Biddable and gentle; none of the extremity characteristic of Mór wines can be felt. Just the right colours with the characteristic flavour of Blau Frankish and delightfully sleek acids. It is a really fresh, youthful, and unisex wine.
I can best imagine it after a good beef stew, as it compensates this heavy dish well. It can, however, also provide forgiveness after hot dishes with chili.
About the Kékfrankos or “Blue Frankish” variety:
The Kékfrankos is a variety belonging to the wine-producing vines (Vitis vinifera) of the Vitaceae family. It is the most prevalent red grape vine variety in Hungary.
The Kékfrankos is common is Central Europe including Austria and Germany. It is grown in several wine regions of Hungary including Sopron, Villány, Hajós, Szekszárd and Eger. The Kékfrankos wines of various wine regions are of different character.
In the 1990's Kékfrankos was considered to be a rather low-class wine that many would have liked to change to more fashionable varieties but its popularity has continued to rise in the last few years. Actually, it is now pointed out that Hungary's conditions are unique for growing Kékfrankos. Kékfrankos is not only bottled on its own. It is also the main ingredient of the Eger and Szekszárd Bull's Blood.
Its stock is of rapid growth. Its cluster is medium-sized, medium-packed with a short rachis, Its berries are medium, thick-skinned, slightly velveted. It yields well, can be harvested in September, and there is no rush with its harvest as it hardly rots.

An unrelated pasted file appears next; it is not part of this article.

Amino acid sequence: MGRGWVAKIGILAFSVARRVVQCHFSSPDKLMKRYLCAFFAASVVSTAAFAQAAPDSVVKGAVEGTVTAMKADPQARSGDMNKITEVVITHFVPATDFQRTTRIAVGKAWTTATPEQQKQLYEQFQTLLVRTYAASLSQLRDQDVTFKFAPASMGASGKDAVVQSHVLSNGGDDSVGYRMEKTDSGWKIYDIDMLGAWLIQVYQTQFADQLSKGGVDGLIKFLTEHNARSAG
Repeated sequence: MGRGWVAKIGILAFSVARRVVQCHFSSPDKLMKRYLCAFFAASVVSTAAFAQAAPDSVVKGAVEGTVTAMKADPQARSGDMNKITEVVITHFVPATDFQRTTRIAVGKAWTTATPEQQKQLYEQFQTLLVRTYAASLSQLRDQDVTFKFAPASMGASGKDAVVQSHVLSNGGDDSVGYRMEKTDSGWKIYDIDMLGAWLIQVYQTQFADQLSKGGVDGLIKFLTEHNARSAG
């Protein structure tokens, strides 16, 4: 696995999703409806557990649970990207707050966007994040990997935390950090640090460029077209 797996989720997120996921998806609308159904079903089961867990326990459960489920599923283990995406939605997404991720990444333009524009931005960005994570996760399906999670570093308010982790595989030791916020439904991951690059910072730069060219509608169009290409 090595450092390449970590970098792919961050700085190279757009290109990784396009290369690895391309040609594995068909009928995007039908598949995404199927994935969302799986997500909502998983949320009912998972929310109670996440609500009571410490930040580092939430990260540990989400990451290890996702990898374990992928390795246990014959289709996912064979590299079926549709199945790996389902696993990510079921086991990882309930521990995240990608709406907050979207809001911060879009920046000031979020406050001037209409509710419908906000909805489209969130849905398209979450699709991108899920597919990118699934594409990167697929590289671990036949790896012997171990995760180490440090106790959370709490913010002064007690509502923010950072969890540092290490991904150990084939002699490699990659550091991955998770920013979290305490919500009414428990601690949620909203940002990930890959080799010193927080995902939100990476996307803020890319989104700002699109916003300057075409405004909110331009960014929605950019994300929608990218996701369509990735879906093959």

Kékfrankos grapes are typically used to make fruity, dry red wines with acid accents, rich tannins, and a spicy character.
Similar names: Blaufränkisch, Blauer Limberger or Lemberger, Limberger, Franconia, Frankovka, Frankovka modra, Moravka. According to a study, Kékfrankos has more than 40 name varieties in Central and Eastern Europe.
The German name (Lemberger) refers to the dukedom Lemberg in today's Slovenia that used to be a part of the Austro-Hungarian Monarchy.
The region and its history:
The past of the Mór wine region takes us back to historical times but our wine law lists the first and second class vineyard cadastre border parts of Mór, Pusztavám, Söréd, Csókakő, Zámoly and Csákberény as parts of the wine region from 1996.
In the life of the settlements vine-growing and wine-making played a definite part in the past.
It had a fundamental effect on the livelihood and enrichment of the people and the development of individual settlements. For centuries the natural rhythm of locals was adjusted to the cultivation of vine and wine-making, and several festivities, social events and cultural traditions were also connected to them.
The Mór wines are characteristically white wines. Besides the flagship variety Ezerjó, Leányka, Tramini, Riesling-Sylvaner, Green Veltliner and the Ezerfürtű are the most common varieties. Ezerjó - that is already one of the Hungaricums - became the main variety of the wine region during the re-plantations after the 19th century Phylloxera disaster.
Climate and geography:
The Mór wine region is one of the smallest in size among the 22 wine regions in Hungary but it belongs to the more famous ones.
The wine region is located on about 730 hectares in the valley of Vértes and Bakony in the boundaries of Mór, Pusztavám, Söréd, Csókakő, Zámoly and Csákberény settlements.
Its climate is continental.
Its topsoil consists of loess brown forest soil, clay, limestone and dolomite.
In the case of exceptionally good weather aszú wine can be made from shrunken berries that is a match for the Tokaj aszú both in aroma and quality. "The Mór wine is chalky, he who drinks it is brainy" - the saying goes even though the lime content of Mór wines is no higher than that of wines in other Hungarian wine regions. The Mór wines owe their masculinity to their high acid content. This, however, does not cause a headache, or a hangover, when consumed with moderation - unlike other wines with high carbonate content.
WINE REGION: Mór
CLASS: Dry rosé wine with protected designation of origin
Product of Hungary
Bottle volume: 750ml